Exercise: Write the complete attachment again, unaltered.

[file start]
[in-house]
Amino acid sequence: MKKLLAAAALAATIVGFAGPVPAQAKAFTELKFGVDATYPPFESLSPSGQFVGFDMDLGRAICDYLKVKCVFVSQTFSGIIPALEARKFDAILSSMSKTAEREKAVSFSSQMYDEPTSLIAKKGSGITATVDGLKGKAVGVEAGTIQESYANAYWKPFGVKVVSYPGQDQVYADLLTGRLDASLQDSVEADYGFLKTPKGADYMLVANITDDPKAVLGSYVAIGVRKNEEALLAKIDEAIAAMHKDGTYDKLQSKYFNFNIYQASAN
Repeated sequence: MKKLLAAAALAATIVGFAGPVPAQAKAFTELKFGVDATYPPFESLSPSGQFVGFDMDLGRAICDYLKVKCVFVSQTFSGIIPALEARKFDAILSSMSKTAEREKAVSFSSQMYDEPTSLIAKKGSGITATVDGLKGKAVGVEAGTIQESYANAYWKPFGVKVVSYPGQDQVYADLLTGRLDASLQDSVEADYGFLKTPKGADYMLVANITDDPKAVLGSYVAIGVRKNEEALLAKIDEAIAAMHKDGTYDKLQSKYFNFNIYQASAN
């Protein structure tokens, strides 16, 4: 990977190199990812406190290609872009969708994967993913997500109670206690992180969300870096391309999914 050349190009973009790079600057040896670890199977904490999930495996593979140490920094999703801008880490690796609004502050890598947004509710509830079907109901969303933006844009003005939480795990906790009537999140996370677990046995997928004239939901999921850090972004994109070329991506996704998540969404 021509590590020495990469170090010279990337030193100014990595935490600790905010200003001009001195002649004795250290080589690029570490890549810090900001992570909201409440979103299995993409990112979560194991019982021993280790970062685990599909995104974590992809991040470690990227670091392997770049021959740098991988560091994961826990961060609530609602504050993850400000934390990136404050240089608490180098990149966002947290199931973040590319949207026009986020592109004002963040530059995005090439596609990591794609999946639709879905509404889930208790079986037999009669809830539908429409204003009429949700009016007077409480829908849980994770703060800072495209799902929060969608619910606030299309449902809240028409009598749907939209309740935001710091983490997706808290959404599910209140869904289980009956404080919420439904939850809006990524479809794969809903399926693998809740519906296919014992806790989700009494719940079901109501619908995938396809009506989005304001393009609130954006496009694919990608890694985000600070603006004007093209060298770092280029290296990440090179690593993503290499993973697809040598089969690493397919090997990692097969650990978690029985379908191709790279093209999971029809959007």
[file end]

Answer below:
[in-house]
Amino acid sequence: MKKLLAAAALAATIVGFAGPVPAQAKAFTELKFGVDATYPPFESLSPSGQFVGFDMDLGRAICDYLKVKCVFVSQTFSGIIPALEARKFDAILSSMSKTAEREKAVSFSSQMYDEPTSLIAKKGSGITATVDGLKGKAVGVEAGTIQESYANAYWKPFGVKVVSYPGQDQVYADLLTGRLDASLQDSVEADYGFLKTPKGADYMLVANITDDPKAVLGSYVAIGVRKNEEALLAKIDEAIAAMHKDGTYDKLQSKYFNFNIYQASAN
Repeated sequence: MKKLLAAAALAATIVGFAGPVPAQAKAFTELKFGVDATYPPFESLSPSGQFVGFDMDLGRAICDYLKVKCVFVSQTFSGIIPALEARKFDAILSSMSKTAEREKAVSFSSQMYDEPTSLIAKKGSGITATVDGLKGKAVGVEAGTIQESYANAYWKPFGVKVVSYPGQDQVYADLLTGRLDASLQDSVEADYGFLKTPKGADYMLVANITDDPKAVLGSYVAIGVRKNEEALLAKIDEAIAAMHKDGTYDKLQSKYFNFNIYQASAN
């Protein structure tokens, strides 16, 4: 990977190199990812406190290609872009969708994967993913997500109670206690992180969300870096391309999914 050349190009973009790079600057040896670890199977904490999930495996593979140490920094999703801008880490690796609004502050890598947004509710509830079907109901969303933006844009003005939480795990906790009537999140996370677990046995997928004239939901999921850090972004994109070329991506996704998540969404 021509590590020495990469170090010279990337030193100014990595935490600790905010200003001009001195002649004795250290080589690029570490890549810090900001992570909201409440979103299995993409990112979560194991019982021993280790970062685990599909995104974590992809991040470690990227670091392997770049021959740098991988560091994961826990961060609530609602504050993850400000934390990136404050240089608490180098990149966002947290199931973040590319949207026009986020592109004002963040530059995005090439596609990591794609999946639709879905509404889930208790079986037999009669809830539908429409204003009429949700009016007077409480829908849980994770703060800072495209799902929060969608619910606030299309449902809240028409009598749907939209309740935001710091983490997706808290959404599910209140869904289980009956404080919420439904939850809006990524479809794969809903399926693998809740519906296919014992806790989700009494719940079901109501619908995938396809009506989005304001393009609130954006496009694919990608890694985000600070603006004007093209060298770092280029290296990440090179690593993503290499993973697809040598089969690493397919090997990692097969650990978690029985379908191709790279093209999971029809959007």